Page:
Historians' statements about prehistoric medicine are usually based on ancient archaeological discoveries. They are also often based upon comparisons with pre-literate but nevertheless modern-day societies - such as that of Australian Aborigines. These latter may or may not have beliefs similar to those held by the peoples of prehistory, there is no way of knowing for sure. The best we can say about prehistoric times, therefore, is: "It seems that..."
Some knowledge of prehistoric times will help you to understand prehistoric medicine.
The defining characteristic of prehistoric societies is that the people of these societies could not write. They could not therefore pass on a body of medical knowledge beyond that which could be remembered. However, many of the primitive peoples that survive in the modern age seem to have built up a system of skills and behaviours that keeps them healthy in their environment, despite not having anything written down. They have done this through a process of trial and error and natural selection, and it seems likely that the people of prehistoric times were similar.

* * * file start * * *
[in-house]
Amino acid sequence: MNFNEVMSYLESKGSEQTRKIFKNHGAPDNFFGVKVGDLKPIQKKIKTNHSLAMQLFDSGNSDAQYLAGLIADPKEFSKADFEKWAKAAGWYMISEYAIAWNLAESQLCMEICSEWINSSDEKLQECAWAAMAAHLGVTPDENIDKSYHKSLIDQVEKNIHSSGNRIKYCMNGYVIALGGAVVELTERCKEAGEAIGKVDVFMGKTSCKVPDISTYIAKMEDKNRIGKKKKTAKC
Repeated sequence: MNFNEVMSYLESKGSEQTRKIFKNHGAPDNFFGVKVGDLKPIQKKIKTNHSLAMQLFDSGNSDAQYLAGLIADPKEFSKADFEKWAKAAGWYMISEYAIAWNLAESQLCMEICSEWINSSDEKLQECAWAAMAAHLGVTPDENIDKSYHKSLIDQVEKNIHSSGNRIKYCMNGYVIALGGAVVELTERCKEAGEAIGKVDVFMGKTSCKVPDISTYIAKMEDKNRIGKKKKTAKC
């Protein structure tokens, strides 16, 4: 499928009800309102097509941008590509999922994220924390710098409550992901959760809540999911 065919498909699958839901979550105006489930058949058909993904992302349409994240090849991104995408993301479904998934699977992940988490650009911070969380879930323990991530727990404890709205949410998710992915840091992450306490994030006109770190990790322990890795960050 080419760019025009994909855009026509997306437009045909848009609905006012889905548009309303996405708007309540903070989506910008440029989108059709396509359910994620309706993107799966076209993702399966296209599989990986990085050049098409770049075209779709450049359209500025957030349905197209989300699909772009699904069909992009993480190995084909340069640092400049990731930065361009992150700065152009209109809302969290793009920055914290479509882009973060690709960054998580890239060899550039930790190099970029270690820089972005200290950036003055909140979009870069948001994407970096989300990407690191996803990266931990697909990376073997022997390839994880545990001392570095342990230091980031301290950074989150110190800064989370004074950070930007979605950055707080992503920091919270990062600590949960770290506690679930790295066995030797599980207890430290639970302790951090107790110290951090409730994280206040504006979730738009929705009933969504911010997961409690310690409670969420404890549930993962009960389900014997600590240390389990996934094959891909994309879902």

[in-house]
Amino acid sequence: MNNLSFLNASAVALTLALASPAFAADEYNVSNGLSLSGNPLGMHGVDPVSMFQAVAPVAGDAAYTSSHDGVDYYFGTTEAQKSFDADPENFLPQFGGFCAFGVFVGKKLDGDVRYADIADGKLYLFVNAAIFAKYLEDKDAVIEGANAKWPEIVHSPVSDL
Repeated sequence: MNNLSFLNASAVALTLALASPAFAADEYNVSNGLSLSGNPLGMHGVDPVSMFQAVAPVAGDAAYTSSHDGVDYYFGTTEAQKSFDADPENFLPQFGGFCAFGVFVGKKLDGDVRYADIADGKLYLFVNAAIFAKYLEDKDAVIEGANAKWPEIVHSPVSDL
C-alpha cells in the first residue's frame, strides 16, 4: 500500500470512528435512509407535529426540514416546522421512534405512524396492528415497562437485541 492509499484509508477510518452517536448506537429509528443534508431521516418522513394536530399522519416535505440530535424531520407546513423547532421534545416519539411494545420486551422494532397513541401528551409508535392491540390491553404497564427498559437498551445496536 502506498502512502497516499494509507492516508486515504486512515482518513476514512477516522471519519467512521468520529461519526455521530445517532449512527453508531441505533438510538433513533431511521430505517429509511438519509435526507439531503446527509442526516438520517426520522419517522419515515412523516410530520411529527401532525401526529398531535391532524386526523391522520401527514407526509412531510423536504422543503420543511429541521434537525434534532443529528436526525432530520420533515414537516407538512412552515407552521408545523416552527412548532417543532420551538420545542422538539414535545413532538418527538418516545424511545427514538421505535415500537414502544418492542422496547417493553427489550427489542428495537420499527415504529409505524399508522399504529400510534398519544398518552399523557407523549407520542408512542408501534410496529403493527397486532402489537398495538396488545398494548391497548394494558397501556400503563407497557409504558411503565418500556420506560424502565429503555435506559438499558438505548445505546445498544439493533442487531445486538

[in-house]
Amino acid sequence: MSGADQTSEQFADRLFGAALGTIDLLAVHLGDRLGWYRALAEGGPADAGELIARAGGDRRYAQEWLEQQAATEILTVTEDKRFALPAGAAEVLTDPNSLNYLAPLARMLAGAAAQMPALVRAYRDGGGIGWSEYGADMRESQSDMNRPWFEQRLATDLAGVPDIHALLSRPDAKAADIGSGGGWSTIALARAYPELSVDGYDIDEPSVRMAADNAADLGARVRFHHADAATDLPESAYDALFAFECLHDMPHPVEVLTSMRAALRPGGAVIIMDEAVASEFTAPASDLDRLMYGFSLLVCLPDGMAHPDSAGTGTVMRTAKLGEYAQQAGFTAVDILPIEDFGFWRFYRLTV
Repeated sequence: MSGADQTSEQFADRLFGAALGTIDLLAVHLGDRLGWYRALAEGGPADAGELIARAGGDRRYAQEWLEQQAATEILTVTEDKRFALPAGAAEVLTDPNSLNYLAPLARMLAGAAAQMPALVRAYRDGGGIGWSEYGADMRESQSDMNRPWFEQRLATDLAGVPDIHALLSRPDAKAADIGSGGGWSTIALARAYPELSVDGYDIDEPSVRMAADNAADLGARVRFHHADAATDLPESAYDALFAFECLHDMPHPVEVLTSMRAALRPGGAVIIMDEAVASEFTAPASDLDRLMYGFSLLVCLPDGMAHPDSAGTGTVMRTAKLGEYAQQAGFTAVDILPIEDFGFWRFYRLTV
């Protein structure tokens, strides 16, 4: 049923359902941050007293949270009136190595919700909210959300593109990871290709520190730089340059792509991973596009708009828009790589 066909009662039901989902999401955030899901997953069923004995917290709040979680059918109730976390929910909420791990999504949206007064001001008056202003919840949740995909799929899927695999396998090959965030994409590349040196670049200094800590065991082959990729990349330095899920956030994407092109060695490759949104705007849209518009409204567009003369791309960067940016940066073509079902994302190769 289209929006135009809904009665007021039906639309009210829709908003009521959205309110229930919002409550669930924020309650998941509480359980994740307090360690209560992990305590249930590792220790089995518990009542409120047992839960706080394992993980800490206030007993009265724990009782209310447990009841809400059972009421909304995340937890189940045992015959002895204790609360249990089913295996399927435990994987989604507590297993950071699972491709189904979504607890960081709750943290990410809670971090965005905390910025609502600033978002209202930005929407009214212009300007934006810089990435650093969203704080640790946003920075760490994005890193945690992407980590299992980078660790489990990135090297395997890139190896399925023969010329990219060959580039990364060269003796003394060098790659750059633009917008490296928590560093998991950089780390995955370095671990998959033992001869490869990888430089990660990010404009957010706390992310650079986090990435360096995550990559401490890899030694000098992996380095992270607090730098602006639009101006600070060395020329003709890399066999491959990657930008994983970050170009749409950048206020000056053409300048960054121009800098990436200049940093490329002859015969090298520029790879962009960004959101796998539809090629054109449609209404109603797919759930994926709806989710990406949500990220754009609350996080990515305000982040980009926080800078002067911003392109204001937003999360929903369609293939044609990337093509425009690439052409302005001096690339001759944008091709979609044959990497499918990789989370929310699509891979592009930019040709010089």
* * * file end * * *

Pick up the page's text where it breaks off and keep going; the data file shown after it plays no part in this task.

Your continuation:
Most prehistoric peoples were nomadic - so they did not settle down and build things like hospitals, neither did they have enough consistency in their own lives to observe how all human bodies work the same. Anthropologists have found primitive tribes who have not yet realised that the sex act leads to childbirth.
The primitive technology of prehistoric peoples put them at the mercy of the elements, and led to a system of beliefs that saw humankind as being at the mercy of unpredictable spirits. These were said to bring life, death, health and disease. Such ideas led to a world in which spiritual rituals and the shaman, or witch-doctor, dominated medicine.
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